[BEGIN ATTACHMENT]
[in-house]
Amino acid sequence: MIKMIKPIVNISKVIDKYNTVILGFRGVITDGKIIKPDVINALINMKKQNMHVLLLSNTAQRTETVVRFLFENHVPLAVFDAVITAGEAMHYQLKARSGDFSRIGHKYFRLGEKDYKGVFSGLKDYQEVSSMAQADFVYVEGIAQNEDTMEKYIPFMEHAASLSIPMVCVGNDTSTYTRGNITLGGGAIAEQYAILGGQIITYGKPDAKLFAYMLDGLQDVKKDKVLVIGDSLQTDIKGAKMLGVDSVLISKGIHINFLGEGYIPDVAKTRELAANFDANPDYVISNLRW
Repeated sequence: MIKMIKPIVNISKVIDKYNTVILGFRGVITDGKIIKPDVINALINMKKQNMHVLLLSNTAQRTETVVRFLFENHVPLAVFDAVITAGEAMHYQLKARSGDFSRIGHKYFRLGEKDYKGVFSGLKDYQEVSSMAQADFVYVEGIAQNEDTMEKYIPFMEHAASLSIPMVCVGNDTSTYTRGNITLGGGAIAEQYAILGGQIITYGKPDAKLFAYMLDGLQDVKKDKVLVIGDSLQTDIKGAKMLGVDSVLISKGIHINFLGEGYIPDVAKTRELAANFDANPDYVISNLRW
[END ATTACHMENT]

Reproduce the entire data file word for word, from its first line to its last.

[in-house]
Amino acid sequence: MIKMIKPIVNISKVIDKYNTVILGFRGVITDGKIIKPDVINALINMKKQNMHVLLLSNTAQRTETVVRFLFENHVPLAVFDAVITAGEAMHYQLKARSGDFSRIGHKYFRLGEKDYKGVFSGLKDYQEVSSMAQADFVYVEGIAQNEDTMEKYIPFMEHAASLSIPMVCVGNDTSTYTRGNITLGGGAIAEQYAILGGQIITYGKPDAKLFAYMLDGLQDVKKDKVLVIGDSLQTDIKGAKMLGVDSVLISKGIHINFLGEGYIPDVAKTRELAANFDANPDYVISNLRW
Repeated sequence: MIKMIKPIVNISKVIDKYNTVILGFRGVITDGKIIKPDVINALINMKKQNMHVLLLSNTAQRTETVVRFLFENHVPLAVFDAVITAGEAMHYQLKARSGDFSRIGHKYFRLGEKDYKGVFSGLKDYQEVSSMAQADFVYVEGIAQNEDTMEKYIPFMEHAASLSIPMVCVGNDTSTYTRGNITLGGGAIAEQYAILGGQIITYGKPDAKLFAYMLDGLQDVKKDKVLVIGDSLQTDIKGAKMLGVDSVLISKGIHINFLGEGYIPDVAKTRELAANFDANPDYVISNLRW